The introduction of Nickel-Titanium (NiTi) alloy has revolutionised root canal preparation over the past two decades. These instruments have much greater flexibility owing to their low elastic modulus and high torsional resistance (5). Rotary systems facilitate debridement of canals, and the higher instrument tapers with different file design, metallurgical alloys, and rotational motion lead to superior canal wall cleanliness and reduce the concerns regarding bacterial elimination of canal walls. However, there are some concerns regarding the excessive removal of radicular dentin because of increased instrumentation taper (1).

Hero Shaper (HS; Micro Méga, Besançon, France) is a second generation full- sequence system have the triple helix cross-section. The other modification is the handle has been shortened to improve access, helix angle increases from the tip to shank to reduce threading pitch of blade which varies depending on the taper. By altering these parameters, it is said to increase the efficacy, the flexibility, and the strength of the instruments. Hero Shaper files have large inner core, a positive rake angle, and, incorporated into the design to increase the files efficacy and safety. A good number of studies on this system make it a baseline for the evaluation of rotary instruments (6),(7),(8).

The other system is the Reamer with Alternating Cutting Edges (RaCe) FKG Dentaire, La Chaux-de-Fonds, Switzerland. The RaCe system consists of instruments that are manufactured from a conventional austenite NiTi electropolishing surface treatment and have a non cutting safety tip and triangular cross-sectional design except for smaller instruments (15/0.02 and 20/0.02). These smaller instruments have square cross-sectional design. Alternating cutting edges avoid the screwing effect and have the advantage of operating with extremely low torque. This instrument can produce centered canal shape and adequately clean and shape the canals (6),(7),(8).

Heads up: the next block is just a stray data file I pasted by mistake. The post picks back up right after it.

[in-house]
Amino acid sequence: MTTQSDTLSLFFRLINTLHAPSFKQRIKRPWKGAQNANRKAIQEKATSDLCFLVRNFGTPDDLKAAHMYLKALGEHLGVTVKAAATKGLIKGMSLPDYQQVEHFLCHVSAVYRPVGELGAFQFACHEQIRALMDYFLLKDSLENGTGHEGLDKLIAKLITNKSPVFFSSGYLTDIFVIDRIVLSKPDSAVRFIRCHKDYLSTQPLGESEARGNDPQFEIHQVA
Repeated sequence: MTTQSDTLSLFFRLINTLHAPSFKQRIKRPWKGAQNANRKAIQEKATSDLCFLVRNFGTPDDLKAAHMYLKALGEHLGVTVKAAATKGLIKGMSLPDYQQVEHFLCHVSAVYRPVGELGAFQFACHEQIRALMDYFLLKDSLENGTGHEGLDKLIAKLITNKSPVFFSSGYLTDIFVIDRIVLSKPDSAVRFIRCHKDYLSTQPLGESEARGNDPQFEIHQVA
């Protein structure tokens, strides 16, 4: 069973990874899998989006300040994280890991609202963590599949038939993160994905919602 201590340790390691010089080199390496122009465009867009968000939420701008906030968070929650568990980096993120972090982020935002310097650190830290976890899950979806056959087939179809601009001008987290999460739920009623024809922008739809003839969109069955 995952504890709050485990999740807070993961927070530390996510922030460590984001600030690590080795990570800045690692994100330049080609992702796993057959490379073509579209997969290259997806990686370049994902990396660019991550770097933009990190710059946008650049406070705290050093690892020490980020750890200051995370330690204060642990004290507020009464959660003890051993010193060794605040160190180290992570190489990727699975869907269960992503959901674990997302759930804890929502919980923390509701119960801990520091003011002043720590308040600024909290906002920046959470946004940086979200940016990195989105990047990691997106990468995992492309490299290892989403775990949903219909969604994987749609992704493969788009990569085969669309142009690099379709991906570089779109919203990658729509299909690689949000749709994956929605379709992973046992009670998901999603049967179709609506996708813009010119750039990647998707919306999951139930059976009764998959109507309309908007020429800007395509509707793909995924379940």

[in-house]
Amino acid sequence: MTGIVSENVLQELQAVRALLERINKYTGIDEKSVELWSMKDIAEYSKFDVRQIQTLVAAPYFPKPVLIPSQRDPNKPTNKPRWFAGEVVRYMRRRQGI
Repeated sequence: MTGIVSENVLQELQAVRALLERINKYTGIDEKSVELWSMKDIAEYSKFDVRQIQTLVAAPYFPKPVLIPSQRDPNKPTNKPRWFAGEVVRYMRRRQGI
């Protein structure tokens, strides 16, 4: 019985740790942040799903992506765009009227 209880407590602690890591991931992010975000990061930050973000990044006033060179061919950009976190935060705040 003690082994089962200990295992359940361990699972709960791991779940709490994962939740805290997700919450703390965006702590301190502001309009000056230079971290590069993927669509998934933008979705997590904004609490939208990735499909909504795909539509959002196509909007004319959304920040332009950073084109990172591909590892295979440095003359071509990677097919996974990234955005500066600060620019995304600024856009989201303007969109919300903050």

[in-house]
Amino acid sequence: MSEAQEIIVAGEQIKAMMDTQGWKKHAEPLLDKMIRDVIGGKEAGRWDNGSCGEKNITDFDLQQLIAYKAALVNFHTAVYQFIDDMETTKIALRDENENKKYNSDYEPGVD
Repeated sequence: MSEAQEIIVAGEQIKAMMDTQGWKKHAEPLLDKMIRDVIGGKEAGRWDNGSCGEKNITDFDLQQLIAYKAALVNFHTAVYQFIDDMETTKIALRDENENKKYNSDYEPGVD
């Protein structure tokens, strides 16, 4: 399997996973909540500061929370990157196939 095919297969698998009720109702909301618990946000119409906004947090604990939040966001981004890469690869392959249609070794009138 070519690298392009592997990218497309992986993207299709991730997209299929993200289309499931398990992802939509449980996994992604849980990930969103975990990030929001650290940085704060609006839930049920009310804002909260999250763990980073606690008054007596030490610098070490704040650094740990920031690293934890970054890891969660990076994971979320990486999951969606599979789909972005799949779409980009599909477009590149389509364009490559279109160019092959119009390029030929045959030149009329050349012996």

The studies conducted by Sabeti M et al., Zandbiglari T et al., and Krikeli E et al., noticed decrease in fracture resistance with the use of increased tapered rotary instruments (1),(9),(10). However, studies done by Lam PP et al., and Hegde MN et al., concluded that increase in taper did not influence the fracture resistance of Endodontically Treated Teeth (ETT) (11),(12).

To the best of authors knowledge there is only few scientific evidence that compared the effect of the two different files with two tapers on the fracture resistance of the teeth (1),(9),(10). Keeping in view the advances in file systems for cleaning and shaping, the present study proposed to evaluate and compare fracture resistance of endodontically treated teeth prepared by Hero Shaper 4%, 6% and RaCe 4%, 6% file system.

Material and Methods

This in-vitro study was conducted in the Department of Conservative Dentistry and Endodontics at Bharati Vidyapeeth (Deemed to be University) Dental College and Hospital, Sangli and Praj Metallurgical Laboratory Pune, Maharashtra, India, frome February 2021 to November 2021. The study was approved by the Institutional Ethical Committee on December 13th 2019 (Letter number - 2019-20/D-30).
The sample size was calculated from GPower Software using data obtained from previous studies [1,9,10]. The calculated sample size was 11 per group.

Inclusion criteria: Mandibular premolar teeth with single root and single canal, non carious teeth with mature apex, teeth free of any defects were included in the study.

Exclusion criteria: Teeth with open apex, multiple canals, calcifications, fractures, or craze lines, curved roots were excluded from the study.

Sample preparation: Single rooted 44 mandibular premolar teeth extracted for the orthodontic treatment were collected and stored in saline. Storage time for the teeth was limited to six months. Preoperative radiographs were taken to ensure inclusion criteria. All teeth were decoronated using a flexible diamond disk in a slow speed handpiece under copious amount of water coolant to standardised length of 13 mm as measured from the apex to the Cementoenamel Junction (CEJ) (Table/Fig 1).